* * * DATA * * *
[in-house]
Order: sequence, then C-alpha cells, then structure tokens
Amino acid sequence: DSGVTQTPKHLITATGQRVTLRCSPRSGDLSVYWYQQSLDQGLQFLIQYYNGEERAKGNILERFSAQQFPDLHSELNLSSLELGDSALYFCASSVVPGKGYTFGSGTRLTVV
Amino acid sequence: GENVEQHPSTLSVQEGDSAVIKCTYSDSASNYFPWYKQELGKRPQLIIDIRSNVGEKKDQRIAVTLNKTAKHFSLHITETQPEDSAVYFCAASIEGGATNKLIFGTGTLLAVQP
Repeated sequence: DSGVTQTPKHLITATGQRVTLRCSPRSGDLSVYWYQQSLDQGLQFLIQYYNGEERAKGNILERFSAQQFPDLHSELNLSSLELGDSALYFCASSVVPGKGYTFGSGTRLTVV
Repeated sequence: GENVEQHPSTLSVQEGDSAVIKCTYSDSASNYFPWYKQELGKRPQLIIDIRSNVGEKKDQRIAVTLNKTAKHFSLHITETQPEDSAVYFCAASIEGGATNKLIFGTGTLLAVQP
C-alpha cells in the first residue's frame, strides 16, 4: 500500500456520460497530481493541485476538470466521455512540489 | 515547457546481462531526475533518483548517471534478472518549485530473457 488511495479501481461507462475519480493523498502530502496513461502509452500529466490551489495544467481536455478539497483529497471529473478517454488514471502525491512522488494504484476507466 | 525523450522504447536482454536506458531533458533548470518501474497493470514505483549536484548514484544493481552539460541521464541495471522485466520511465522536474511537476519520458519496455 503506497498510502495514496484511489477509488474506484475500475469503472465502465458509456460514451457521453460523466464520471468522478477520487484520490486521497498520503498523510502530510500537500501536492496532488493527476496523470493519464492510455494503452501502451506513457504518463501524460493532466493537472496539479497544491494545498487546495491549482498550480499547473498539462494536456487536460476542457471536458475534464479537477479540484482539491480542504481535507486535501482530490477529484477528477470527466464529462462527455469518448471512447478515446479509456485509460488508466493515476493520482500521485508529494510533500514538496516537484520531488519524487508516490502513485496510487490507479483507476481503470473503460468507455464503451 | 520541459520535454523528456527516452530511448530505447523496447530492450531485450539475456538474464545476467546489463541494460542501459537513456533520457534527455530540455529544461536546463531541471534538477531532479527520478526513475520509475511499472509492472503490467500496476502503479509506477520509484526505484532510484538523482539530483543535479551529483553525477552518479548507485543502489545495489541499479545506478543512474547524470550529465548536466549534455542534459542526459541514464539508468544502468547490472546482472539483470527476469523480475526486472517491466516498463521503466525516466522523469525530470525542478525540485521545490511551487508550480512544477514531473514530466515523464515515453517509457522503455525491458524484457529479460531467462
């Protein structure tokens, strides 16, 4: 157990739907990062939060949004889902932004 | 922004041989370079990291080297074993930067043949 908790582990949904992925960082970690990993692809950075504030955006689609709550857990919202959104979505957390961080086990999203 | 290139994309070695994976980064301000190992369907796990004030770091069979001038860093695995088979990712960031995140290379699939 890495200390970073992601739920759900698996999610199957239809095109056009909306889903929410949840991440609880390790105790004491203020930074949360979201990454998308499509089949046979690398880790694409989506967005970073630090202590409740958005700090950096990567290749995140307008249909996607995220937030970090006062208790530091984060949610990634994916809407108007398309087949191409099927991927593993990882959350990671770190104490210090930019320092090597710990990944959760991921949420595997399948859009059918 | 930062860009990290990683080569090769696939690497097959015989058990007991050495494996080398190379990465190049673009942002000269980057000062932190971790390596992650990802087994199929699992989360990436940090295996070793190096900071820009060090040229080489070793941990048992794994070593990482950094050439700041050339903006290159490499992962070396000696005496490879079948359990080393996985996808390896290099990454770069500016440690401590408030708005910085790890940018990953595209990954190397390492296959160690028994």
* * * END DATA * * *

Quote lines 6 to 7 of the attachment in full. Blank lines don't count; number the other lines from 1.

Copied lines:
Repeated sequence: GENVEQHPSTLSVQEGDSAVIKCTYSDSASNYFPWYKQELGKRPQLIIDIRSNVGEKKDQRIAVTLNKTAKHFSLHITETQPEDSAVYFCAASIEGGATNKLIFGTGTLLAVQP
C-alpha cells in the first residue's frame, strides 16, 4: 500500500456520460497530481493541485476538470466521455512540489 | 515547457546481462531526475533518483548517471534478472518549485530473457 488511495479501481461507462475519480493523498502530502496513461502509452500529466490551489495544467481536455478539497483529497471529473478517454488514471502525491512522488494504484476507466 | 525523450522504447536482454536506458531533458533548470518501474497493470514505483549536484548514484544493481552539460541521464541495471522485466520511465522536474511537476519520458519496455 503506497498510502495514496484511489477509488474506484475500475469503472465502465458509456460514451457521453460523466464520471468522478477520487484520490486521497498520503498523510502530510500537500501536492496532488493527476496523470493519464492510455494503452501502451506513457504518463501524460493532466493537472496539479497544491494545498487546495491549482498550480499547473498539462494536456487536460476542457471536458475534464479537477479540484482539491480542504481535507486535501482530490477529484477528477470527466464529462462527455469518448471512447478515446479509456485509460488508466493515476493520482500521485508529494510533500514538496516537484520531488519524487508516490502513485496510487490507479483507476481503470473503460468507455464503451 | 520541459520535454523528456527516452530511448530505447523496447530492450531485450539475456538474464545476467546489463541494460542501459537513456533520457534527455530540455529544461536546463531541471534538477531532479527520478526513475520509475511499472509492472503490467500496476502503479509506477520509484526505484532510484538523482539530483543535479551529483553525477552518479548507485543502489545495489541499479545506478543512474547524470550529465548536466549534455542534459542526459541514464539508468544502468547490472546482472539483470527476469523480475526486472517491466516498463521503466525516466522523469525530470525542478525540485521545490511551487508550480512544477514531473514530466515523464515515453517509457522503455525491458524484457529479460531467462